This is Daniel Zerbino and Ewan Birney's de-novo genome assembler and is one of the most widely used.
It consists of two stages, a hashing stage invoked by the velveth program, and then the actual genome assembly stage which is invoked by the velvetg program.
As with many other genome assemblers, the program splits short reads into even shorter sequences of length k, called kmers and arranges these in de Bruijn graphs from which the genome is then assembled.
input fastq datasets
Velvet differs from other assemblers in requiring that the input short reads, if consisting of pair-end reads, be provided within a single file rather than the more usual two files (i.e. one file for each member of the pair). For Velvet, the two member-reads of each corresponding pair need to follow each other within a single file in what may be called an interleaved, or shuffled, format. The following diagram illustrates the procedure:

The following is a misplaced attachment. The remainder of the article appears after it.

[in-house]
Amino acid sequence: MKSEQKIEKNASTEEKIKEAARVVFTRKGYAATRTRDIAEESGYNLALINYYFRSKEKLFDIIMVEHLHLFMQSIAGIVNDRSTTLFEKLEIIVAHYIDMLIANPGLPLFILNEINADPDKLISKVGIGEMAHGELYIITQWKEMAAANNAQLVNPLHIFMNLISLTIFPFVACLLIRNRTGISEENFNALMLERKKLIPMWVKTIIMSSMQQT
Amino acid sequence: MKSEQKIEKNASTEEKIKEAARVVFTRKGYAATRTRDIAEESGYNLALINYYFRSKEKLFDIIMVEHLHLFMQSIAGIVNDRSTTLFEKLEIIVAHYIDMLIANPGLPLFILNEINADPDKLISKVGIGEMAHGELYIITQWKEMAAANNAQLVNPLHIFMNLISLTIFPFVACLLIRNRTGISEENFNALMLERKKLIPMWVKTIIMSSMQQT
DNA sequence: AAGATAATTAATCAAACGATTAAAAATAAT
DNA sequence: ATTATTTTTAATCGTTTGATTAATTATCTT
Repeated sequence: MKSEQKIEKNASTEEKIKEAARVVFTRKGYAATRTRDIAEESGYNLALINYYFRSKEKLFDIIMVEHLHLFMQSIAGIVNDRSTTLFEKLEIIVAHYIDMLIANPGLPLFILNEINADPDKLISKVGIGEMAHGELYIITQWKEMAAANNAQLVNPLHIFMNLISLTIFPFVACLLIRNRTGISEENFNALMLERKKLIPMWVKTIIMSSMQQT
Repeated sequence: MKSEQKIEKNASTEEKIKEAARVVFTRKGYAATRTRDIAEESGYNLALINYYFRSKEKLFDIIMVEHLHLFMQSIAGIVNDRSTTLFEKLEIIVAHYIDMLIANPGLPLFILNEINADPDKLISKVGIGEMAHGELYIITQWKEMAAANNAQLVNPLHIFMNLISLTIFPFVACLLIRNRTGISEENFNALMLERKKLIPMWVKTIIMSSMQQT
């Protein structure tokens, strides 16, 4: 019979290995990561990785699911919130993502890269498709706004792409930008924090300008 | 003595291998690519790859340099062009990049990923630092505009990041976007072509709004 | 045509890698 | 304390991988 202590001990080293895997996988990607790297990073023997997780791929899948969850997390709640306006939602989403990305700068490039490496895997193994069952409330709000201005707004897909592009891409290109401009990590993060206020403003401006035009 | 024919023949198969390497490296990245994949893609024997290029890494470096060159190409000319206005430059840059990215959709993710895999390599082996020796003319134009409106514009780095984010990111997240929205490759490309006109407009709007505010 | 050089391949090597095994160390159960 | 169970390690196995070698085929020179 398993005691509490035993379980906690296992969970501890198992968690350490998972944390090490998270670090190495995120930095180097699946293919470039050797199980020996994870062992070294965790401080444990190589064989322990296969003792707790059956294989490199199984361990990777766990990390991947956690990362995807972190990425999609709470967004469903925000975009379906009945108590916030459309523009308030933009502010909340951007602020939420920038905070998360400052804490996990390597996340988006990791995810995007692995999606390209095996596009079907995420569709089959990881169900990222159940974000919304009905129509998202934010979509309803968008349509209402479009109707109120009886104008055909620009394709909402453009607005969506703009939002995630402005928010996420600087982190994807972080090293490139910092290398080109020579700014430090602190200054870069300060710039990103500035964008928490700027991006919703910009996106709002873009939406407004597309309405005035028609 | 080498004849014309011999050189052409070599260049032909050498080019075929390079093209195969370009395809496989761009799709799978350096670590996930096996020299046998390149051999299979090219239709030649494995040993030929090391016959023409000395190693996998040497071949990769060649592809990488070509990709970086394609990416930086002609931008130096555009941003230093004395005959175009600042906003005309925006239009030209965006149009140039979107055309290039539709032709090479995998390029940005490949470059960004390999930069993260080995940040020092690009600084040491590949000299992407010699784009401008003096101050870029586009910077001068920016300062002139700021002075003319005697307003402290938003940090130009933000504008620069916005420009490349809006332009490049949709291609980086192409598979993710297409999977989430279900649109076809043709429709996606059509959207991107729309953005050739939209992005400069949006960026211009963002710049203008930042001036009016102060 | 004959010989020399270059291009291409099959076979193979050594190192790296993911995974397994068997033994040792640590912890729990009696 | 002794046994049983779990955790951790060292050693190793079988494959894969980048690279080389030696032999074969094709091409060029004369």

Velvet has a few options that are useful to build in at compile time. For colorspace aeembly you will need special executables, ending in "de" and they are compiled with
For allowing a greater variation of kmer sizes (default is a rather lowly 31), ht efollowing compile-time option is avilable.